Inspiring Healthy Habits

A Free Program Teaches Area Children About Healthy Eating, Cooking and Exercise.

Inspiring healthy habits in teens

Broccoli can actually be tasty. That’s just one lesson children learned during Project Inspire, a free five-day program that teaches 10- to 14-year-old New Brunswick children about leading a healthy lifestyle through nutrition and exercise. The program was started in 2009 and is funded by a grant from Johnson & Johnson.

During the course, children learn about making healthy choices, reading nutrition labels and how to increase physical activity on a daily basis. They’re also taught how to handle kitchen tools. “At the end of the week, participants try diverse types of foods, such as garbanzo beans, and learn to prepare different meals with little to no supervision,” says Leslie Malachi, MS, program coordinator.

The process promotes self-esteem, teamwork and leadership. “We give kids the confidence to try new things and let them explain to the class what they prepared and how they liked it, pushing them to be more assertive,” she says. “By the end of the program, all have tried or enjoyed a vegetable they thought they didn’t like.”

Parents are impressed by the skills and independence their kids learn. “My kids now wake up early and cook breakfast and snacks independently,” says Ingrid Rodriguez, mother of Cami and Sam, 11-year-old twins. “They are so proud of what they make. It’s amazing how just a few lessons gave them the skills to manage kitchen tools.”

Fitness Instruction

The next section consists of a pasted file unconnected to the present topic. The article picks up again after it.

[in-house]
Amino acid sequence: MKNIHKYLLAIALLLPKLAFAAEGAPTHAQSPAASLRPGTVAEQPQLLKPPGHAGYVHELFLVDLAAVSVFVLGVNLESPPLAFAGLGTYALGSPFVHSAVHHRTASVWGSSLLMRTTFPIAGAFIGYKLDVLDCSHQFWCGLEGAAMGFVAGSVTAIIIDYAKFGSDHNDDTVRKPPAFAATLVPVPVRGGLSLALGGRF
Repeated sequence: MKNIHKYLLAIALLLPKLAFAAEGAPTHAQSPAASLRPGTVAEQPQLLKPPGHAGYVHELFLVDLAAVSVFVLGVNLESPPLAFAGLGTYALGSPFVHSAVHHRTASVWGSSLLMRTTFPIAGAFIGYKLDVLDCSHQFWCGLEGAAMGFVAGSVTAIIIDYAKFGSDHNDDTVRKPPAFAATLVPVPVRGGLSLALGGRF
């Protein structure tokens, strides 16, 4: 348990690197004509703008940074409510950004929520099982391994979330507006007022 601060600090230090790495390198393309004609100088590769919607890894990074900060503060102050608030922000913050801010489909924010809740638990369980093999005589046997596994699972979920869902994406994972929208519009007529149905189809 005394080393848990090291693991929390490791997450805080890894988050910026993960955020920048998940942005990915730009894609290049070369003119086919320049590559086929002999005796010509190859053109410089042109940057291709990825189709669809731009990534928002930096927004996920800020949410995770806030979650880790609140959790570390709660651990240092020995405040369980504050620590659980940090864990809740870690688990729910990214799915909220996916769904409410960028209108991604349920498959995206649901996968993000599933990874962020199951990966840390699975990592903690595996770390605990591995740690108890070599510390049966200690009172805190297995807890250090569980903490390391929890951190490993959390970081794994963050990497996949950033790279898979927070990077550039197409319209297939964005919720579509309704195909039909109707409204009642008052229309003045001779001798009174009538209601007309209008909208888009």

At every session, the children participate in 60 minutes of exercise with trainers at the RWJ Fitness & Wellness Center in New Brunswick. They do yoga, Zumba, aqua aerobics and cycling. “My son loved working with the trainers,” says Arsama Raju, father of Aaron, who is 10. “He learned that exercise is important for staying healthy.”

Children are evaluated on what they learn at the beginning and end of the program. “Ninety-one percent of participants have learned something new that has been implemented in their homes,” says Malachi.

The program receives rave reviews from parents and children alike. “Parents thank us for getting their children excited about new foods,” says Malachi. Says Kavya, 10: “I really enjoyed the program. I learned how to make better snacks at home.” Project Inspire is held three times a year—during spring break in April, summer break in August, and Thanksgiving break in November. About 25 to 30 children attend each session, and applications are accepted on a first-come, first-serve basis.

For more information or to register for the program, call 732.247.2050.